Editor’s note: This article was provided by Medtech SA staff.
A particular approach to brain surgery once required a lengthy procedure that kept a patient under anesthesia for several hours. A robot assistant now cuts that time in half.
To treat drug-resistant epilepsy, surgeons sometimes use stereoelectroencephalography, or sEEG, a surgical procedure that identifies areas of the brain where epileptic seizures originate. The procedure, a precursor to surgical intervention for epilepsy, involve inserting depth electrodes in targeted brain areas that doctors monitor to locate the source of a seizure. When doctors find the source, surgical resection and a positive outcome may be possible.
Fortunately, sEEG enables a more accurate diagnosis of epileptogenic zones with fewer complications than other options, such as the placement of subdural grids for exploration. However, the traditional stereotactic-frame approach requires complicated surgery that keeps the patient under anesthesia for several hours.
Medtech founder and CEO Bertin Nahum and his team have created an integrated solution for sEEG by developing a robot for brain surgery called ROSA. The robot helps the surgeon place electrodes more accurately and efficiently, reducing the time it takes to complete an sEEG procedure thereby minimizing patient discomfort.
The key to ROSA’s efficiency is a patented registration system combining precise robotic movement with non-invasive laser measurement. With this method, the intervention can be performed without the use of invasive markers or frames.
Before ROSA, Nahum worked for his undergraduate degree in electrical engineering from the National Institute of Applied Sciences in Lyon, France. He says that his vocation became clear while he was in school.
“At the end of my course, I participated in designing software that could detect cranial lesions with scanners,” Nahum said. “This feeling of usefulness made me want to devote my career to patients, but from the technicians’ side, by designing robots that would be capable of helping surgeons during operations.”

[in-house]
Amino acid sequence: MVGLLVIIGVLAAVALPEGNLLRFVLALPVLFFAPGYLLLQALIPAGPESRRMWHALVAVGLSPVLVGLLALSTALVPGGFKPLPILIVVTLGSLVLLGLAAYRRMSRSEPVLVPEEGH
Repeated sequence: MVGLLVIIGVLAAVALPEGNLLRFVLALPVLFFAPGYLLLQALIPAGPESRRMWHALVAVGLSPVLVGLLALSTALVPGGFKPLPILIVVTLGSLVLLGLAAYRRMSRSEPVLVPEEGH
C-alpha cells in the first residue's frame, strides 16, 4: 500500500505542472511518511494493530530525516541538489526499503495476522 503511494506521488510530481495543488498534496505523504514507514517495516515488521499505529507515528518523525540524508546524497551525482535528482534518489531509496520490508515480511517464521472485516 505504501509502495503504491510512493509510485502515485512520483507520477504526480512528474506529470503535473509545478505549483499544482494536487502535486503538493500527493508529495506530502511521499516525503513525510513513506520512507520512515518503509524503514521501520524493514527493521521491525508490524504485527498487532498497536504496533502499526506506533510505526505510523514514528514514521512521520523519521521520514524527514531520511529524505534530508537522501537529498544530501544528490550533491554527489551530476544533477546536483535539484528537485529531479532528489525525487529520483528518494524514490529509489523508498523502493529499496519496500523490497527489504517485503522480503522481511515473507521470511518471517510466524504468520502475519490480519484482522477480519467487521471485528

Nahum continued his education at Coventry University in the U.K., where he earned an Master of Science degree in robotics. He spent nearly a decade honing his skills by working in surgical robotics for companies such as Computer Motion, Integrated Surgical Systems and IMMI SA. In 2002, Nahum founded Medtech with four collaborators.
The first robot Nahum designed, BRIGIT, was for knee surgery. Nahum and his colleagues designed, developed and eventually shepherded the device through to CE marking and FDA approval. In 2006, Zimmer, a manufacturer of orthopedic prostheses, bought the entire portfolio of patents for BRIGIT.
Medtech reinvested the money from BRIGIT to design the more sophisticated, next-generation ROSA in 2009. This later robot has gained endorsements from surgeons worldwide for its precision and is both CE marked and FDA approved.
“Frameless stereotactic procedures can be performed safely and effectively with ROSA, reducing operating times and eliminating radiation exposure,” said Dr. Olivier Delalande, a surgeon at Ospedale Bambino Jesu in Rome.
The robot is currently installed and in use at 48 hospitals worldwide, including 19 hospitals in the U.S. at leading institutions such as Emory University and Texas Children’s Hospital. It has participated in more than 2,300 interventions. With traditional techniques it would never have been possible to treat such a large volume of patients. Of the various types of procedure with which ROSA has assisted, 45% have been sEEG procedures.